5. One month later, knowing pretty much nothing, bought a 1972 Pearson 26 for $2500, which seemed to be a steal compared to other boats out there. Unfortunately, my research obsession didn't kick in until AFTER we had bought the boat. I probably overpaid by about $1500.

6. About 100 -150 self-labor hours, $1000-$1500 in materials (bottom paint, white oak, running rigging, plumbing, electrical, lights, bulbs, epoxy, Don Casey books, parts to rebuild the complete bottom end of the 8hp Sailmaster, blah blah blah....), $2000 in new sails (the old ones were... well... useable, but not in public.. ) and 8 months later, we had a pretty decent, solid boat that still isn't beautiful outside but we love her. She's ours, she's paid for, she sails nice, and she's a great, comfortable starter boat for the two of us to spend a night, a weekend, or a week or two on.

7. Went sailing ONCE on my boat with a very experienced friend of mine who was kind enough to take me and my boat out for about three hours on its first post-neglect-period voyage. He answered all of my questions and showed me what to do. I still knew so little that, while I understood the actions he was telling me to execute, I really didn't understand his explanations of the reasons for those actions, or for the results of those actions. He'd point out the draft in the sails, twist, wrinkles in the luff, and a host of other things that I couldn't see although they were obvious to him. I thought I was an idiot... I'm really logical, but felt like a total dummy.

8. My wife and I have been out maybe 10 times since that one sail, always on our own. Now, just by being out there, DOING it (and still doing my obsessive reading here at sailnet, magazines, and some great books), all the stuff that my friend showed me is becoming increasingly obvious to my eye. Don't get me wrong; compared to 99% of the folks here, I'm still a dummy. However, what I have learned is LEARNED. I've done it, I know what it feels like. I've made mistakes, but for me, mistakes are the BEST teacher... as long as you recognize them and don't get hurt.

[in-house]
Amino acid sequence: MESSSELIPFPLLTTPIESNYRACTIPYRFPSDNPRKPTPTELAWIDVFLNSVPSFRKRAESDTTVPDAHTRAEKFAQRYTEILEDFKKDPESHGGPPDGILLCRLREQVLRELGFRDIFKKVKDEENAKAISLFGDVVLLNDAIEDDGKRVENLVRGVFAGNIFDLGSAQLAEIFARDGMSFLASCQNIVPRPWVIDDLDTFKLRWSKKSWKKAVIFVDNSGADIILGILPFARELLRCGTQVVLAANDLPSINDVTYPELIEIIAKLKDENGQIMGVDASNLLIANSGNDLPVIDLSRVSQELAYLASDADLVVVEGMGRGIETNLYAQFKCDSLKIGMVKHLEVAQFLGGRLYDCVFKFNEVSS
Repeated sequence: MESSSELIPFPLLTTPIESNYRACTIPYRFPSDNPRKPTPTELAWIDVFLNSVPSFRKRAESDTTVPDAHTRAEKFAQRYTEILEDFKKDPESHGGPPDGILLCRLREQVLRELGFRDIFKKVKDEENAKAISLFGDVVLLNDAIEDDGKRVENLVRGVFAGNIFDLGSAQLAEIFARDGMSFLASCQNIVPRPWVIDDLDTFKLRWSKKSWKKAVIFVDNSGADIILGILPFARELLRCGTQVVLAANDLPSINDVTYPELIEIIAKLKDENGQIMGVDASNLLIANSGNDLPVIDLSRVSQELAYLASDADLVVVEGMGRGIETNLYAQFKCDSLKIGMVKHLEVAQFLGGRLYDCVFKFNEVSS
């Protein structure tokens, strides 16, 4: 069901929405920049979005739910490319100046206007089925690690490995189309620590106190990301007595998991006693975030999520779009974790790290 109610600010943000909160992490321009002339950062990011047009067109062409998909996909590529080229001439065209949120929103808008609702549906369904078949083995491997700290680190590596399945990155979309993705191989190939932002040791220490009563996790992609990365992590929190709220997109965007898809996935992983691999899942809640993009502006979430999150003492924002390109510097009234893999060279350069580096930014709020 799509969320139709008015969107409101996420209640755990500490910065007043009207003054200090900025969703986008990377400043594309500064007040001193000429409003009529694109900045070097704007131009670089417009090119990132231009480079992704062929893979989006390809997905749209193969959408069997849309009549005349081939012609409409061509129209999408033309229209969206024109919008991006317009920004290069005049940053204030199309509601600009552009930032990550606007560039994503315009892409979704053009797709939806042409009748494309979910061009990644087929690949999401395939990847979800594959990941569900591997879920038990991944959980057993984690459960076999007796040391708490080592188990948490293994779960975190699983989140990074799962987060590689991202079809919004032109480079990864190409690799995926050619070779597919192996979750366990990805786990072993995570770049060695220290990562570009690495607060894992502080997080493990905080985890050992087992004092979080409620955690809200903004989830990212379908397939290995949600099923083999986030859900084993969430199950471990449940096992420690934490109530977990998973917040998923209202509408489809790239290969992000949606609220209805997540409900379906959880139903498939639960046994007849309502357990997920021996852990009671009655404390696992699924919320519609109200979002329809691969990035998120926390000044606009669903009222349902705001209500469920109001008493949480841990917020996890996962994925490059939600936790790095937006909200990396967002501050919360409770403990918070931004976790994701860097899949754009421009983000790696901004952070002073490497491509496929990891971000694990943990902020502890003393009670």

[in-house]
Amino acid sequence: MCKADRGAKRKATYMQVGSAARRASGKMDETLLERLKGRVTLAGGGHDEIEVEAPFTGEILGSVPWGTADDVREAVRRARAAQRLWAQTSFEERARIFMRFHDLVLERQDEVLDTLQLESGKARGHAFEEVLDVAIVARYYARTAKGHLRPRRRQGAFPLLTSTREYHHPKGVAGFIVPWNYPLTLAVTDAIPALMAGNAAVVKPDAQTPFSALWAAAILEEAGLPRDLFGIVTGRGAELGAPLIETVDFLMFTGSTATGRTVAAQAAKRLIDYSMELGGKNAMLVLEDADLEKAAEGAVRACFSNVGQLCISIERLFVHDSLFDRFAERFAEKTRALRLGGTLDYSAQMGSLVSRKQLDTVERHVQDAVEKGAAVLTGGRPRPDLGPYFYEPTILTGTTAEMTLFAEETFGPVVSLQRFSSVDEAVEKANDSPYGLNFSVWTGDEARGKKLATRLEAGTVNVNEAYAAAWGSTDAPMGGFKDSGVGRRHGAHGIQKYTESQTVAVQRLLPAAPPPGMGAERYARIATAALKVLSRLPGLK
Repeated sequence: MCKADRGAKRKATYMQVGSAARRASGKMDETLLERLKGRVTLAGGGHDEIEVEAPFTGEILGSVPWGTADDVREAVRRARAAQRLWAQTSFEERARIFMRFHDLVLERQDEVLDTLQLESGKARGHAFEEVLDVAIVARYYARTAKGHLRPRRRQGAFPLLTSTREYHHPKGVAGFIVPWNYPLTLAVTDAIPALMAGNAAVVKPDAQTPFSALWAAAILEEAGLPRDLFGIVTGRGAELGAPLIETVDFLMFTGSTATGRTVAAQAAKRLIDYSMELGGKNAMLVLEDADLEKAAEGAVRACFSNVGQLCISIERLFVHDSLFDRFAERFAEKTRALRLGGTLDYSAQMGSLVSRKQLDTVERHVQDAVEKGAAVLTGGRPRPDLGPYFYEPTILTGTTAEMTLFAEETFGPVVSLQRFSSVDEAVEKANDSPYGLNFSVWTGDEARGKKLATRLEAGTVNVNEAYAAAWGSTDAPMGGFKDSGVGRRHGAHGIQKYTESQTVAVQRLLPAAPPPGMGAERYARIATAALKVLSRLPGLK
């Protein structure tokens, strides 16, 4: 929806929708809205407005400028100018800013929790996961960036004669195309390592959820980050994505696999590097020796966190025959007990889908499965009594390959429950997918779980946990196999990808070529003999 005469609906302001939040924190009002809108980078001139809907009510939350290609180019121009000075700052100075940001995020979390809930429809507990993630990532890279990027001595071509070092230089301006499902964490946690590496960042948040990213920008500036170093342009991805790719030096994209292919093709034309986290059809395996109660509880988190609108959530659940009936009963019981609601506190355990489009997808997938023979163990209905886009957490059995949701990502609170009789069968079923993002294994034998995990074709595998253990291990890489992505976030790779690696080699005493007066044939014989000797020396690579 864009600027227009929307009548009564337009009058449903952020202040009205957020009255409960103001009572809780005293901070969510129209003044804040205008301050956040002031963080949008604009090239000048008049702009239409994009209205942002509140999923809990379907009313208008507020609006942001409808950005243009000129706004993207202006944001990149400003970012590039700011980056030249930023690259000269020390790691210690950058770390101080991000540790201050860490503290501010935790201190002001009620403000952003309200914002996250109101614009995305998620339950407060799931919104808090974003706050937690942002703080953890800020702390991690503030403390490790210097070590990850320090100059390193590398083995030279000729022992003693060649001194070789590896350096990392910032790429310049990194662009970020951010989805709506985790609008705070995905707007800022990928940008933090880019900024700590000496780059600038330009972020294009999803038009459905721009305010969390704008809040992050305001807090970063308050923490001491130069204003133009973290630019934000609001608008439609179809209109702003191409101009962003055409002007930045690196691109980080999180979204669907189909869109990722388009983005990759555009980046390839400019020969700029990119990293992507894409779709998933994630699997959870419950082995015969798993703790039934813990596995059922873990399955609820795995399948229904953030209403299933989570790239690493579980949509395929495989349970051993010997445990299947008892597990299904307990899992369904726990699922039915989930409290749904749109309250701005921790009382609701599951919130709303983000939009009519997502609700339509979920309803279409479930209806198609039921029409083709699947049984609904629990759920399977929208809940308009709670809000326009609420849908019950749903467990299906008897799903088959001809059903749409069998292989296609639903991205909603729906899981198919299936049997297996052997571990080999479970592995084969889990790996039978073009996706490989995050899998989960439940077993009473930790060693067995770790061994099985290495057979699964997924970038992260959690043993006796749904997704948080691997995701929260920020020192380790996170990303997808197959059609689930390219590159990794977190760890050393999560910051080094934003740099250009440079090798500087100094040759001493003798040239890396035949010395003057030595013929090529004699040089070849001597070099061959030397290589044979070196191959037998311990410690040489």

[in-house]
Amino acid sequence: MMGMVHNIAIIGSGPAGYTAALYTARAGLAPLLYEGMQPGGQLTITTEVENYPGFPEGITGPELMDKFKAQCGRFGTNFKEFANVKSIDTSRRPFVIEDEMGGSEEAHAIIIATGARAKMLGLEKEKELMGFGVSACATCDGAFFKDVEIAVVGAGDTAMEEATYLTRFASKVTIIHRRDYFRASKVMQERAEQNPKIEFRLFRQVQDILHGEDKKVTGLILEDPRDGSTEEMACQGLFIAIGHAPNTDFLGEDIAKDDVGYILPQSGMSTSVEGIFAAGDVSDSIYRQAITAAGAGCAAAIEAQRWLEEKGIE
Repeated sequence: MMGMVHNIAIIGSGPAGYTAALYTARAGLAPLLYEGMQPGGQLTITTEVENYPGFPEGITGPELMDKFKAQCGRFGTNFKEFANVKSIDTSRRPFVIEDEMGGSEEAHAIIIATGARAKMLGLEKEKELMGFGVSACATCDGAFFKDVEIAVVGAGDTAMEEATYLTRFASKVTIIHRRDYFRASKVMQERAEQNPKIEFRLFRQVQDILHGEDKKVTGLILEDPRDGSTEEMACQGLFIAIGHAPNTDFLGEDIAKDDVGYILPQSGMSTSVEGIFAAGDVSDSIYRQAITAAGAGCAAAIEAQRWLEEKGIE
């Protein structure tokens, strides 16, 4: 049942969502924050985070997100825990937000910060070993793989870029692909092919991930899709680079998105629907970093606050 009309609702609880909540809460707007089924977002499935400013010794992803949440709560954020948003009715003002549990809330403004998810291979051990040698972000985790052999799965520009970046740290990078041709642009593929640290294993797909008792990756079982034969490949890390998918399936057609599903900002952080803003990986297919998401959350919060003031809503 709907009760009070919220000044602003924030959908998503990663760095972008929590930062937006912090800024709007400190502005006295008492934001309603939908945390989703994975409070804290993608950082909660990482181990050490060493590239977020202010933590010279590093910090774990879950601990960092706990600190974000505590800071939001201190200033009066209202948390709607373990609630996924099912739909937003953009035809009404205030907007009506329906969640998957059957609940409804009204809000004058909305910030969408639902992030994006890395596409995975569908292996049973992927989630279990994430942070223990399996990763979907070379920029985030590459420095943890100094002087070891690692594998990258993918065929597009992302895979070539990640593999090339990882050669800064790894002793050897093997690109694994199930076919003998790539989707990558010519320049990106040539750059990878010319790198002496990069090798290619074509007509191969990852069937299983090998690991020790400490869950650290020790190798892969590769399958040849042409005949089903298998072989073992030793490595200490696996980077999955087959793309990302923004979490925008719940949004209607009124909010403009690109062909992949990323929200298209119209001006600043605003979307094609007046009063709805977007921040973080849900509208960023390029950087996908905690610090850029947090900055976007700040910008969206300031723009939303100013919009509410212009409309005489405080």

The hardest part and scariest is backing out of the nightmare of a slip we have. There's a big pad of lilies about 10 feet behind us that I HAVE to to back through, and they foul my motor every time. Sooo... we have to push off, carefully pole our way past another boat, then drop the motor FAST, start it on one pull, spin the boat 90 deg, back up into another area, then turn another 90 deg sharply forward, then finally we can relax and head out. Sucks. Surrounded by boats, and not much clearance. We've never had a close call, but it's by far the scariest part of learning to sail (and it's not even sailing) we've experienced. The first time we went out, my wife freaked and just sat down at the bow, buried her head in her hands, and shook. Worse than childbirth. She's getting better..

Mistakes?

1. Not keeping enough speed on while motoring into the wind. My wife was at the helm while I was at the mast about to hoist the mainsail. The boat spun, and she couldn't hold the tiller. My fault entirely. The wind was strong enough that the boat was pretty much standing still, so the tiller was useless unless the engine was at least at 1/2 throttle. On our first two calm-day sails, I had the engine just above idle when headed in to the wind for raising the sails. Believe me, I'll never do that again on a breezy day.

2. Not respecting the motion of the boat in 2-3 foot swells. In the cockpit, it didn't feel like much. This was a different day than #1 above; we had gained a bit more experience by now, and felt that we could handle 15 knot winds and a few feet of swell. We were wrong. W/ my wife at the helm, I went forward to the mast to hoist the mainsail. That went OK, but I had one sobering moment when the boat pitched up pretty good and I didn't have a hand on the mast. I hugged it and smashed my face against it (accidentally) and didn't fall over board, but it happened FAST and it was a sobering experience. Going forward to release the jib (we had it tied down so it wouldn't blow overboard on the way out; we have hanked-on headsails).. well... it made the movement felt at the mast seem gentle and calming. I wasn't tied in (we don't have a tether system or anything other than basic legal lifejackets), and I chickened out. We headed back to the dock, then to the nearest beer.